One person is killed in Iraqi city of Kerbala, where scores of Shi'ite pilgrims gather for religious ceremonies threatened by radical Sunni Islamic State fighters. Mana Rabiee reports.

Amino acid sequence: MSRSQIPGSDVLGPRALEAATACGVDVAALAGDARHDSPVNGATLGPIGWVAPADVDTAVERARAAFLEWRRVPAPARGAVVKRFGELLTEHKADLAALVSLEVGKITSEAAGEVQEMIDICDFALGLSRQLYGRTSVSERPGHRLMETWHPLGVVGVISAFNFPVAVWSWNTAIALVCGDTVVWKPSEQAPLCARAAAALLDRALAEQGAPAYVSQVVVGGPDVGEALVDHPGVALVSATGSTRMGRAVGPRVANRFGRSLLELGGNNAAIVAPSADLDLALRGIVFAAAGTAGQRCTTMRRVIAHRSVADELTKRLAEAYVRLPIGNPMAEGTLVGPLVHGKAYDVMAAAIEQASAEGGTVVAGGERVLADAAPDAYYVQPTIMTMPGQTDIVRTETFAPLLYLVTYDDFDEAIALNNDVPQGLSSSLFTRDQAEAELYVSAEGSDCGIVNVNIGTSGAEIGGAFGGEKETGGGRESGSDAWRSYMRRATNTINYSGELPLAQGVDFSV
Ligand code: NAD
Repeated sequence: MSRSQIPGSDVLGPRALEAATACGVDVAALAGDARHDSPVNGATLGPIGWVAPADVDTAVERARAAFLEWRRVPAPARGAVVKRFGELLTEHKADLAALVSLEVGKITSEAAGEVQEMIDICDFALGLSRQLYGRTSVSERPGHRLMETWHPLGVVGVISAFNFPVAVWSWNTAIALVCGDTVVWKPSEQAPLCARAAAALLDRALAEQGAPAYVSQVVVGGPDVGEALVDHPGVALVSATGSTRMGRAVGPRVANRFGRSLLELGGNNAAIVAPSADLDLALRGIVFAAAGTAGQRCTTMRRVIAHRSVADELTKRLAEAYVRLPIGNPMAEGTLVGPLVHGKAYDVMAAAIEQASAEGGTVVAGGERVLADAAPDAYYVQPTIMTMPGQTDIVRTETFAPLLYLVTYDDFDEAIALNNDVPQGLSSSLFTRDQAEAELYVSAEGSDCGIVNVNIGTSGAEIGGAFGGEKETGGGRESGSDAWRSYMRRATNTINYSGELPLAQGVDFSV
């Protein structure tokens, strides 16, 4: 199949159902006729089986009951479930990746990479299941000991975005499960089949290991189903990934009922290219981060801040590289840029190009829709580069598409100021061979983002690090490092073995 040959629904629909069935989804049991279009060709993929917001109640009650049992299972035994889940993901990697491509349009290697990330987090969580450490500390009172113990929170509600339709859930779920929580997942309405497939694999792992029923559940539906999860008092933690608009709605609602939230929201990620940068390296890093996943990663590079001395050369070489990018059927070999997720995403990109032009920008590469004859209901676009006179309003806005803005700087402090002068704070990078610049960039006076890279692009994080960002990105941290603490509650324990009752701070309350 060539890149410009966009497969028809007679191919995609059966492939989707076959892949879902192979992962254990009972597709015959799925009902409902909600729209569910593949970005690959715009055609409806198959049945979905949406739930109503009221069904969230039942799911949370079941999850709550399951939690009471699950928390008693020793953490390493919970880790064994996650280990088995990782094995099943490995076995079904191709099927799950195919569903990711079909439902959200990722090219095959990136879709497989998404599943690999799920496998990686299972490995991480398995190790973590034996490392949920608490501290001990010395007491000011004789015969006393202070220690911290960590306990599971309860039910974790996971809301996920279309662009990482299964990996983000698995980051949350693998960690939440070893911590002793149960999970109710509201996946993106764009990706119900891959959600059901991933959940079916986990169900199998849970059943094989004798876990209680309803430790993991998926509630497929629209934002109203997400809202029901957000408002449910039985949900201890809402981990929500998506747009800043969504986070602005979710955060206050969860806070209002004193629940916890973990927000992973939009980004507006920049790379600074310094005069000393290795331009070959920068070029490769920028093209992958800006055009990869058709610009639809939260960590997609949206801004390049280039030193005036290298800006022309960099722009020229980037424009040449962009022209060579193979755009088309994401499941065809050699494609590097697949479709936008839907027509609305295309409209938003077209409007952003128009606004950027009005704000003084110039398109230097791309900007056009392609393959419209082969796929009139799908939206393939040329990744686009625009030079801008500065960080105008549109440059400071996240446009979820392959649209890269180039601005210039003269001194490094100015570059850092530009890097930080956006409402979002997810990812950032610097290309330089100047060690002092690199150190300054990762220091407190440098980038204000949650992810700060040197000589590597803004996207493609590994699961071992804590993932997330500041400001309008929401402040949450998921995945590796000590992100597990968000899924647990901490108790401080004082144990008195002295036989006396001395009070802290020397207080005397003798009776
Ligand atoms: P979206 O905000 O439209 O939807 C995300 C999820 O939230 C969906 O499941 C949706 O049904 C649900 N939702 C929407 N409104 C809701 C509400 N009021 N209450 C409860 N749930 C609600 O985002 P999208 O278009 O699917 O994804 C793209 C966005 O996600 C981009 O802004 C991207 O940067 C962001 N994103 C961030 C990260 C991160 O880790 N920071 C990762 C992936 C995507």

In the Iraqi city of Kerbala, Shi'ites end 40 days of mourning. Millions of Shi'ites amassed in the city for one of the biggest events in their religious calendar -- Arbain -- which culminated Saturday. But as the ceremony neared its end ... violence. One man was killed Friday by rocket fire launched from the north of the city. That's where Sunni Islamic State fighters are in combat with government troops and Shi'ite militias… as they try to create a Sunni caliphate that considers Shi'ites -- like these -- heretics. Arbain marks the anniversary of the death of Shi'ite figure Imam Hussein 1,300 years ago. It's a defining moment in Islam as the religion split into two -- Sunni and Shi'ite. The event's been the target of militant attacks ever since the U.S.-led invasion of Iraq. Other Arbain ceremonies were also under tight security, like this one in Karachi, Pakistan, where violence between Shi'ites and Sunnis has become more vicious in recent years. (SOUNDBITE) (Urdu) SHI'ITE MOURNER, NASEER AHMED, SAYING: "We bring our small children, our women here, but we're not worried there will be a bomb blast or any terrorist attack here. We just don't care because we are full of religious enthusiasm." But authorities DO care. In Kerbala, security forces feared Islamic State militants might "infiltrate" the crowds and target pilgrims. Some 40,000 police and soldiers were dispatched across the city this year ... as Islamic State fighters battle for control just a half hour's drive away.